Recently, in a consumer research session for Chimni, we encountered a man with 17 apps on his phone that were somehow related to his home. These included multiple utility apps, local authority services, his insurance and mortgage company apps and apps for a host of smart devices. Having recently bought his house, he also had estate agent, conveyancer and house move apps. He made the point in the research group that, as an early adopter of tech, he was willing to play around like this, but it wasn’t a long-term solution to how he expected to manage his home.
We are still in the pioneering early phases of this digital revolution, so this kind of ‘app chaos’ is to be expected. But this can’t be the long-term solution. After an initial explosion of apps and services, we can expect a period of rationalisation and tidy up. Chimni intends to part of this process.
There are still some difficult issues to resolve around who owns the data produced in the new digital services around our homes. There is still an assumption among many service providers that this is their data. Services like Hive and Google Nest extract data from their connected devices and only make it available sparingly to householders. Very slowly regulation and legislation are giving power to individuals to control their personal data, but we have yet to see the equivalent regulatory focus on the data produced by assets like our homes. This will have to change to support homeowners.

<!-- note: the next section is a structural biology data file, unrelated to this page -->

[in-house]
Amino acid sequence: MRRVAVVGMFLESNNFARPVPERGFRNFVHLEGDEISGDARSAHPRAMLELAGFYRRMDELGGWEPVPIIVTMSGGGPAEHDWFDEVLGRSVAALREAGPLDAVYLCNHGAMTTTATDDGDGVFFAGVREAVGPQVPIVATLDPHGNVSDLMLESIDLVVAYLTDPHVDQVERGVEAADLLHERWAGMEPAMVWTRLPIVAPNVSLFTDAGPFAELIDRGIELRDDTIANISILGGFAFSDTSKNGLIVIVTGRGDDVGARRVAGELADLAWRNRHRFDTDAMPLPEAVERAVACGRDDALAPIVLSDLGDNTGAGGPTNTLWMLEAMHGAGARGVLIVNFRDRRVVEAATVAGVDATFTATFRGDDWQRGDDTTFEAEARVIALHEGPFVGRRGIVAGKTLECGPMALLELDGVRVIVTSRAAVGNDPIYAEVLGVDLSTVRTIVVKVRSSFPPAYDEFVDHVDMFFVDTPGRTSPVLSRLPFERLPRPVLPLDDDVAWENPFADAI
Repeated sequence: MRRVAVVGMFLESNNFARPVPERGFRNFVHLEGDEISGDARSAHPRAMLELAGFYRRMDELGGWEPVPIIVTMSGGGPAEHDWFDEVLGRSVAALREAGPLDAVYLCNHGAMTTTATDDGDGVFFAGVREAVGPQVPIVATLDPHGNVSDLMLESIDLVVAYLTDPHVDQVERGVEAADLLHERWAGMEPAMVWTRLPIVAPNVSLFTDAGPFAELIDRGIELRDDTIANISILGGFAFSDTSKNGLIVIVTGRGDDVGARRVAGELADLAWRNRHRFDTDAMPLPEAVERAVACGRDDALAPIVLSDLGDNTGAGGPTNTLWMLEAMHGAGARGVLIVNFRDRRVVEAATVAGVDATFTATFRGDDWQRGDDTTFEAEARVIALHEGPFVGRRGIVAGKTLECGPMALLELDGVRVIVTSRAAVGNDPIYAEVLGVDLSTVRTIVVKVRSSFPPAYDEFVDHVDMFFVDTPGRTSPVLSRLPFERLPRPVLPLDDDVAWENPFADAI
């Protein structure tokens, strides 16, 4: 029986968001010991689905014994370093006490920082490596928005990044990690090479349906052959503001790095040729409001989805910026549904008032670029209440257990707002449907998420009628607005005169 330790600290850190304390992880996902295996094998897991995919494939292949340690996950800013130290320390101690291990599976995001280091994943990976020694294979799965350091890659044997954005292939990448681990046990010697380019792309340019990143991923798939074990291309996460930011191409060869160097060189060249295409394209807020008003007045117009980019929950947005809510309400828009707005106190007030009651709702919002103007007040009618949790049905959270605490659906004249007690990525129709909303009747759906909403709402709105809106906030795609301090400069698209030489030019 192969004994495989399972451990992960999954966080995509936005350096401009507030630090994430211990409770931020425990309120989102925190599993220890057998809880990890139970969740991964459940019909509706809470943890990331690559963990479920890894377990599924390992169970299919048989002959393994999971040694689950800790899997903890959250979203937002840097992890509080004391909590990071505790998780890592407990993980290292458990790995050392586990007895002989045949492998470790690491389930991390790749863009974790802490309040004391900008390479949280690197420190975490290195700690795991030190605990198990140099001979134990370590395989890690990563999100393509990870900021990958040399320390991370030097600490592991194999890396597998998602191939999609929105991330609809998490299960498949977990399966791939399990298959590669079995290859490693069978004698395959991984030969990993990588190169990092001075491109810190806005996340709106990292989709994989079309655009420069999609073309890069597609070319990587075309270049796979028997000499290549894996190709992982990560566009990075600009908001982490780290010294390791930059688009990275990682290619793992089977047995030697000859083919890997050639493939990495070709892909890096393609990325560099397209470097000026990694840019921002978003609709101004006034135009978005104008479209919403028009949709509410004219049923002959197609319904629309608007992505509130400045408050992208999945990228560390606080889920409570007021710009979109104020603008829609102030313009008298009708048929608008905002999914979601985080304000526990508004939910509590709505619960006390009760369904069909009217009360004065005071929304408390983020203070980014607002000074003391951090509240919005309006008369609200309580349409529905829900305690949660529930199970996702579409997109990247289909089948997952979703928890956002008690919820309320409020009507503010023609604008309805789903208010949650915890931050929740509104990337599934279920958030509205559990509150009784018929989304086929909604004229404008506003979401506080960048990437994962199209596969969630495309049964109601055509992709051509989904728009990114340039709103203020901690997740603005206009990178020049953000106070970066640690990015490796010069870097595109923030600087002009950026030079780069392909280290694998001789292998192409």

Householders taking control of their own data
Chimni believes that any data produced about our homes, for our homes or by our homes (in the case of IoT services and devices) should be the property of the householder, not the service provider. The Chimni initiative is an attempt to give householders the tools to take control of that data and turn it into a valuable asset. We envisage a time when a homeowner will hand over data logs and passwords when they move on in the same way that we currently handover physical keys and alarm codes.
The final challenge is to establish the role of the home in this emerging vision for smart, connected cities. Chimni believes that the home is the basic building block of the smart city (or at least the smart suburb) and as homeowners, we should look to contribute data and insight into the wider city intelligence being created. So, once we have established control of the data produced about, for and by our homes, we will then be encouraged to share it, on our own terms, for mutual civic benefit. This will require our homes to connect intelligently to utilities and other networked services, and also to the systems that will need to be put in place by local authorities. However, councils are currently struggling with legacy IT systems and budget constraints, so the private sector is going to have to step in and support them.
Chimni is intending to provide the bridge between the intelligent home and the smart city. Interaction between the home, local authorities and utilities will be a key element of the data services we are looking to provide.
Nigel Walley is Founder and Managing Director of Chimni. You can follow Nigel on Twitter here @ChimniWalley.
This guest blog is one in a series and is part of our new Future of Housing programme. Find out more about our work in this area by visiting our new Future of Housing knowledge hub.
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Our Future of Housing blog series is intended as a platform for open debate. Views expressed are not necessarily those of the Connected Places Catapult.